Adoptees are constantly searching for meaning, greedily looking for validation, for someone or something to provide insight into their lifelong condition that remains hidden by misconceptions and deceptions. Seeking solace in each other’s communities, then, offers a respite from the constant ache.
It’s understandable. Even still, I firmly embrace the perspective of non-adoptees, as these people—far be they removed from our situation—occasionally overturn my own prejudices and keep me out of the adoption fishbowl.
I’ve also found a slightly bleak pattern in adoption writing. Despite our best intentions, the collective weight of our voices echoes mostly among ourselves. Some of our words carry, but many of them remain shared between each other and don’t reach the audiences who really need to hear us.
It’s for this reason that, starting this week, I’ll be periodically reviewing books that touch on life’s perplexing relationship with loss, touching upon grievously bare nerves. I’ll weave into the book’s review the association with adoption’s pain, showing others that our suffering is universal. If we—adopted or not—identify with those feelings, we’re one step closer to convincing others that our struggle is real.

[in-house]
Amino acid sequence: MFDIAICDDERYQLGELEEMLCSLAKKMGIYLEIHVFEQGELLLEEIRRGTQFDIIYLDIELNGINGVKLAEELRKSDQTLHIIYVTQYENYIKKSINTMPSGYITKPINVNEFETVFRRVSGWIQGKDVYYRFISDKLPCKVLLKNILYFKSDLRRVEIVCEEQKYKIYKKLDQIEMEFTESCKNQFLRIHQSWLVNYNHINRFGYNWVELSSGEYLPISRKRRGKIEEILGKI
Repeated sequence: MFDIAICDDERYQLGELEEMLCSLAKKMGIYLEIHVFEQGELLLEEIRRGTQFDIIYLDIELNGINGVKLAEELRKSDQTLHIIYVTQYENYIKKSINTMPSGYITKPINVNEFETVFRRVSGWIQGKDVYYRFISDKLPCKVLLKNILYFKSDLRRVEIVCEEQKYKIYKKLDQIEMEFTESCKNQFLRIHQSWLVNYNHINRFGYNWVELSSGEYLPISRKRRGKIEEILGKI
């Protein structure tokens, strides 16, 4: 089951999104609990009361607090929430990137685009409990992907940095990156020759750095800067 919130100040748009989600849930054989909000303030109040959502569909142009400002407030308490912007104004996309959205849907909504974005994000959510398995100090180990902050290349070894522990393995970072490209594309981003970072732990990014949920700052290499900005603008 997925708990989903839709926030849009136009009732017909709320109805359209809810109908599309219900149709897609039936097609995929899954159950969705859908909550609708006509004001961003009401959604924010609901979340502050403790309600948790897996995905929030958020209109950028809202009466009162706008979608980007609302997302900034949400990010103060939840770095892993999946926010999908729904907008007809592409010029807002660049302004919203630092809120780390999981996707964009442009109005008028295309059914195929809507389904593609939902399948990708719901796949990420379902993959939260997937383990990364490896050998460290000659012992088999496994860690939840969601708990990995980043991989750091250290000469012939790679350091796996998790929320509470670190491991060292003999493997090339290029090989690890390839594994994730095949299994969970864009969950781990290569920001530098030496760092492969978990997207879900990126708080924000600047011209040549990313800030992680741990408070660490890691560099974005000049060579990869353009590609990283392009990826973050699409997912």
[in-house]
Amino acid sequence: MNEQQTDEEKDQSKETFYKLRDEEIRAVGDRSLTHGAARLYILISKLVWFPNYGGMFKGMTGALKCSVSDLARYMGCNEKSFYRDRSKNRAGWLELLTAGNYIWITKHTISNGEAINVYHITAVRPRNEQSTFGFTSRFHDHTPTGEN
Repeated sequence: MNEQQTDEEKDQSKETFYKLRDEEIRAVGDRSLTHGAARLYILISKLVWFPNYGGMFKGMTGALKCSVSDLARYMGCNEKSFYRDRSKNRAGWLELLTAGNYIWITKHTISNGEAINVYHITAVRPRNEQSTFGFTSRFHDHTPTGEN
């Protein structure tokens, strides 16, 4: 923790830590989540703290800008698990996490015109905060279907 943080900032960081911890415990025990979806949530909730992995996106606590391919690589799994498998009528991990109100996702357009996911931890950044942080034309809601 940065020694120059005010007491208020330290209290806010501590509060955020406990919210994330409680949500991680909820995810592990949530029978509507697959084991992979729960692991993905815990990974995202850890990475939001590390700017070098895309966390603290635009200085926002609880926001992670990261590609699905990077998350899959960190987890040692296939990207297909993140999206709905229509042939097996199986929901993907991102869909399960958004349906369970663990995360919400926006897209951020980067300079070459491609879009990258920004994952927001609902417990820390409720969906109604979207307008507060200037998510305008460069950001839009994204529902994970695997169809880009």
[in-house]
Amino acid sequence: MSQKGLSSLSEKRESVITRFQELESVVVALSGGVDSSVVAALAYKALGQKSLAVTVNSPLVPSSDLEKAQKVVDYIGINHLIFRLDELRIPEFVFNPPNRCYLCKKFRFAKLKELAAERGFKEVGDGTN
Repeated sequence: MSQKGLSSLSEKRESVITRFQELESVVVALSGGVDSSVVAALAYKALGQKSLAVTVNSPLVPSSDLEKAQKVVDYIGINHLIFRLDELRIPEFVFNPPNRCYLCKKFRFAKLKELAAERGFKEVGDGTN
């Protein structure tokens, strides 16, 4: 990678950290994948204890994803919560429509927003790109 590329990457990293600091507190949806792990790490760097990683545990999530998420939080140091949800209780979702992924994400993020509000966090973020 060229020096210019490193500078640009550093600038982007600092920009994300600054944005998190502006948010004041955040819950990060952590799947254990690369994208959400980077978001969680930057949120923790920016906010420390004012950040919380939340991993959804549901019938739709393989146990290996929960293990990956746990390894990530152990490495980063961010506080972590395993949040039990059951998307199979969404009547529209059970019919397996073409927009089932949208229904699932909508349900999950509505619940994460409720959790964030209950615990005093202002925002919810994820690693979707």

Books have always been my solace. Books, the consolation prize for a solitary life, are always there. I polish off a novel or non-fiction work every week or two and enjoy short stories and flash pieces on the daily.
I want to share this with you. I want for you to find a piece of literature that keeps you up at night and makes you better understand why key players in our lives enacted so many unintentional wrongs. The beauty of literature is its ability to speak to many people in different ways, at any time of their lives.
For non-adoptees, I offer books as our olive branch, inviting each other to witness our inner battles. A truce, I suppose, of words.
Feel free to share this post or suggest your favorite books in the comments.